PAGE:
Picadillo is the name of a stew that originated in Spain. The name picadillo is derived from the Spanish word picar, which basically means minced. The recipe I am going to share with you today is the Cuban variation...as I find it the most delicious of the various picadillo recipes. The taste sensation can best be described as Spanish with strong Caribbean flavors.
The Cubans use picadillo in a wide variety of dishes. In it's simplest form, it is served as is, like a stew, typically along side a mound of white rice. It is also served in taco shells and in flour tortillas. Sometimes it's served in a bun....think of it as a Cuban sloppy joe. Another favorite use is in empanadas...which are essentially turnovers baked with picadillo inside. However you like to serve it, this Sam Sifton recipe makes for great comfort food on cool fall evening. It serves six.
2 tablespoons extra-virgin olive oil
2 medium-size yellow onions, peeled and chopped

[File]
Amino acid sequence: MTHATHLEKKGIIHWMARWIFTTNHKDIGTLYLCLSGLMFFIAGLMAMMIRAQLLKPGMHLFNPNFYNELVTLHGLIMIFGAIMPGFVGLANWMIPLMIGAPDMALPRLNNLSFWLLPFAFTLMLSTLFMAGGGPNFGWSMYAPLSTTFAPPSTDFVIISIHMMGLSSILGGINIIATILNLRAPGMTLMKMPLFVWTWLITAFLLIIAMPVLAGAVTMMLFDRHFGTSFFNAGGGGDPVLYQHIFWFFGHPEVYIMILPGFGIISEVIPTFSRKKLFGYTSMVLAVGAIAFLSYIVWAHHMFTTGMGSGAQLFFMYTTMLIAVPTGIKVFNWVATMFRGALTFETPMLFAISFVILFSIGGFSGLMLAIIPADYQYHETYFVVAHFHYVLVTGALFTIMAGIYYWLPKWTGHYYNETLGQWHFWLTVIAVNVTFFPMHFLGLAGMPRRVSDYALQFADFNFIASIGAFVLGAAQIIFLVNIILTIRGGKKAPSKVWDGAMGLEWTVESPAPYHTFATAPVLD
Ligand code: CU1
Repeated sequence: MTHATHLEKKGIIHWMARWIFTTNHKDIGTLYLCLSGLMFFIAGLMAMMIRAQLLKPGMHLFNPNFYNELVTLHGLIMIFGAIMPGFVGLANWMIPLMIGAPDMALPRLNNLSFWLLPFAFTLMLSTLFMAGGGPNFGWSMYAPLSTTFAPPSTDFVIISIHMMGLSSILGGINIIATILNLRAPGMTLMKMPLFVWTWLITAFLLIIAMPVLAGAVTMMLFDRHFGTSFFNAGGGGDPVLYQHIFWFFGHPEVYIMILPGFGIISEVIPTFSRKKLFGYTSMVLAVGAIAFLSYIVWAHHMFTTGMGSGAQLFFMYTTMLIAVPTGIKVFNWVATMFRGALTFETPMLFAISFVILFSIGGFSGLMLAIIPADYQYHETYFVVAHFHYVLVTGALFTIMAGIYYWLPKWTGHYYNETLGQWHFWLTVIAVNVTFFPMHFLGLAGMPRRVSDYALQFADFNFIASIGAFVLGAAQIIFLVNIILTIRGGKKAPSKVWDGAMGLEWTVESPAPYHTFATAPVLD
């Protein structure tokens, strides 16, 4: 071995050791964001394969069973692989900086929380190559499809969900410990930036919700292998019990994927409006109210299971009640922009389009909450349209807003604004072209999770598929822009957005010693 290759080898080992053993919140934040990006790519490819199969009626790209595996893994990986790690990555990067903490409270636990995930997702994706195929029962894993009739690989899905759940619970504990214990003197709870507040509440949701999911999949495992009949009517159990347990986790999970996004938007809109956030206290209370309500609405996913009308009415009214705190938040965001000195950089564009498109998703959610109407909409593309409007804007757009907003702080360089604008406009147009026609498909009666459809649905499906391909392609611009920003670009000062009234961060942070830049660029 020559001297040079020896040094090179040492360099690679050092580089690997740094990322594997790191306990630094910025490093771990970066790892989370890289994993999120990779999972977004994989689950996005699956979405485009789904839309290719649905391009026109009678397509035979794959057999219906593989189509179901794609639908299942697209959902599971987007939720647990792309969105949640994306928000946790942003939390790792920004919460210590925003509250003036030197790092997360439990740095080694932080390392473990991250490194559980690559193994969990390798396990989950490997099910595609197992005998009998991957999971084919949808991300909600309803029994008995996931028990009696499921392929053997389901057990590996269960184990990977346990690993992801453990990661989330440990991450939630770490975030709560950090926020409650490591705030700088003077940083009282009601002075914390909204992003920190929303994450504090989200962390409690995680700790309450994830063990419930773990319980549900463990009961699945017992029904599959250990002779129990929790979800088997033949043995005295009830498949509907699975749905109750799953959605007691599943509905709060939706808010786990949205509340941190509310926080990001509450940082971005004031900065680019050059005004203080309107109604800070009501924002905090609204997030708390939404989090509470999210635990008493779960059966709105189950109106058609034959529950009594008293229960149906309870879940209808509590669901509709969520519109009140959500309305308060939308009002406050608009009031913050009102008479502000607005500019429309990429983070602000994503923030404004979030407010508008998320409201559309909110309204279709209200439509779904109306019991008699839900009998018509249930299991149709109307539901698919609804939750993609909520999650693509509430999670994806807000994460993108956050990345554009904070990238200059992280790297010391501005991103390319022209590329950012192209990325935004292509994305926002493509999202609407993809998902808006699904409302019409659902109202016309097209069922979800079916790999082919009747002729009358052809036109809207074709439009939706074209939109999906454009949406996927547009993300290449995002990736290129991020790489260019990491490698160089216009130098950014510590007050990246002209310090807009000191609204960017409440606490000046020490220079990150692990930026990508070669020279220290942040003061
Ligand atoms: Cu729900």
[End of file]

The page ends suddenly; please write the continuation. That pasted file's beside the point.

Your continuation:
2 ounces dried chorizo, diced
4 cloves garlic, peeled and minced
1 ½ pounds ground beef
Kosher salt and freshly ground black pepper
4 ripe tomatoes, chopped, or one 28-ounce can whole tomatoes, drained and crushed
2 tablespoons red-wine vinegar
1 tablespoon ground cinnamon
2 teaspoons ground cumin
2 bay leaves
Pinch of ground cloves
Pinch of nutmeg
⅔ cup raisins
⅔ cup pimento-stuffed green olives
- Put the olive oil in a large, heavy pan set over a medium-high flame, and heat until it begins to shimmer. Add onions, chorizo and garlic, stir to combine and cook until the onions have started to soften, approximately 10 minutes.
- Add the ground beef, and allow it to brown, crumbling the meat with a fork as it does. Season to taste with salt and black pepper.
- Add tomatoes, vinegar, cinnamon, cumin, bay leaves, cloves and nutmeg and stir to combine. Lower the heat, and let the stew simmer, covered, for 30 minutes.
- Uncover the pan, and add the raisins and the olives. Allow the stew to cook for another 15 minutes, then serve.
Pairing: Pacifico Mexican Beer